Postoperatively there was oozing from the wound site in 4/40 patients (10%) in the IV group and 3/46 patients (6.5%) in the topical group. The average time of stitch removal was similar in both groups (14 days, range 12-16 days). There was evidence of postoperative infection in two cases each of the IV (0.5%) and topical group (0.43%) [Table 3].
There was no significant difference in postop ROM and WOMAC scores of the two groups [Table 3]. There was also no difference in incidence of thromboembolictic findings (two cases each of DVT for topical (0.43%) and IV group (0.5%) and no cases of symptomatic pulmonary thromobembolism in either of the groups).
| Discussion|| |
In the last decade or so there have been numerous trials, studies, and meta-analysis to evaluate TXA as a new means of chemo-hemostasis. ,,,,,,,,,,,,, Advantages of this drug are easy availability, repeatability, economical pricing, minimal complications, and easy administration of the drug. ,, The drug has been routinely used in our set up since many years now in the usual IV mode of administration. The use of this drug is not limited to arthroplasty surgeries, but in other traumatic situation requiring quick hemostasis ., In fact, topical use of this drug is prevalent in many dental, cardiac, and spinal surgeries. ,, Wong et al., did the first trial on intraarticular administration of this drug and reported significant blood loss prevention using this mode.  But this trial did not have any inbuilt controls of IV TXA. They also evaluated the plasma level of this drug after topical administration and showed significantly less (70% less) levels as compared to an equivalent IV dose. The authors have concluded that there might be some action, albeit minimal due to systemic absorption of the drug. But these levels were taken more than 1 h after application of the drug. It has been proven that the action of TXA is actually only in the first few hours after surgery as it acts as a fibrinolytic inhibitor. This 1 h after tourniquet release is the crucial time when this drug achieves maximal hemostasis ., In fact, in our study we open the suction drain after an hour of application and still have managed excellent results, proving that this 1 h is the most important time for action of this drug. It has been shown that maximum plasma concentration is achieved in 30 min after intramuscular administration. , Also the half-life of the drug is less than 3 h, ,, and therefore there is rapid decrease in plasma levels of the drug. Therefore, the plasma values that Wong et al., have measured might be misleading. Ishida et al.,  Sa-Ngasoongsong et al.,  and Roy et al.,  have conducted similar studies recently, but both of them have used normal saline placebos. To actually prove the topical efficacy of this drug it has to be compared with an IV control group. This is what we have done in our study and as our results have shown better results for the intraarticular administration group it clearly proves that the drug has a good local action in curtailing postoperative blood loss.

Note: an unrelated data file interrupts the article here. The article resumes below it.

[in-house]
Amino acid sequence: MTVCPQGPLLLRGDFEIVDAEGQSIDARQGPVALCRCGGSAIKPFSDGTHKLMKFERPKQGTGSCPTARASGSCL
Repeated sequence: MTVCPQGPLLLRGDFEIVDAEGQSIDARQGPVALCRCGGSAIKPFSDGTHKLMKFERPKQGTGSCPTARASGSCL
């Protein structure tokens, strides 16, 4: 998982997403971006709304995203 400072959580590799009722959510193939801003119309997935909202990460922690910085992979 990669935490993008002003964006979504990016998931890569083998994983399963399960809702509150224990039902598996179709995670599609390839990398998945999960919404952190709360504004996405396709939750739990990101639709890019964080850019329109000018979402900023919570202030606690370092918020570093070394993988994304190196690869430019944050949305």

In comparison with Wong et al.,  our study had a few differences in methodology and results. Firstly, as mentioned before, we are comparing intraarticular administration with IV administration and not placebos. Secondly, our method of administration was also a little different. They have applied the drug topically on the surface of the exposed wound before closure, without any drain and then release of tourniquet only after pressure bandaging. We instead practiced deflation of tourniquet at the end of cementation, careful hemostasis, and wound closure followed by drug delivery by injection. We believe this leads to better hemostasis and importantly identification of any inadvertent large vessel leak. We also routinely used a suction drain, but opened it only after 60 min which we felt were sufficient for the topical action of the drug. The same practice has been advocated by others like Sa-Ngasoongsong et al.  We used a lesser dose for intraarticular injection (1 g) as compared to their intraarticular administration (1.5 g). Since both studies calculated blood loss by means of difference in pre- and postop hemoglobin the timing of tourniquet should not be a confounding factor. We obtained slightly better results with this technique than Wong et al., in terms of total blood loss with intraarticular administration of 1.5 g TXA (1,020 mL as compared to 1,295 mL). In another subset where they used 3 g instead of 1.5 g of TXA, they got slightly lesser blood loss (1,208 mL), but still more than what we got in our study. On the other hand with the use of 3 g, they managed to reduce the amount of blood transfusion to zero. In our study the blood transfusion rate was similar to their 1.5 g (13%). Higher dose, even to the extent of more than 4 g, is an option which we have not studied, but surely looks promising. A yet to be published study by Maniar et al.,  have compared five regimens of TXA, which includes one local application method. They have shown local application to have good results as compared to single dose and intraoperative doses of TXA. But a three dose regimen gave better results than only local application. But a triple/double dose regimen compared with a single dose regimen of local application is not an identical study, which can be used to judge the efficacy of local application fairly.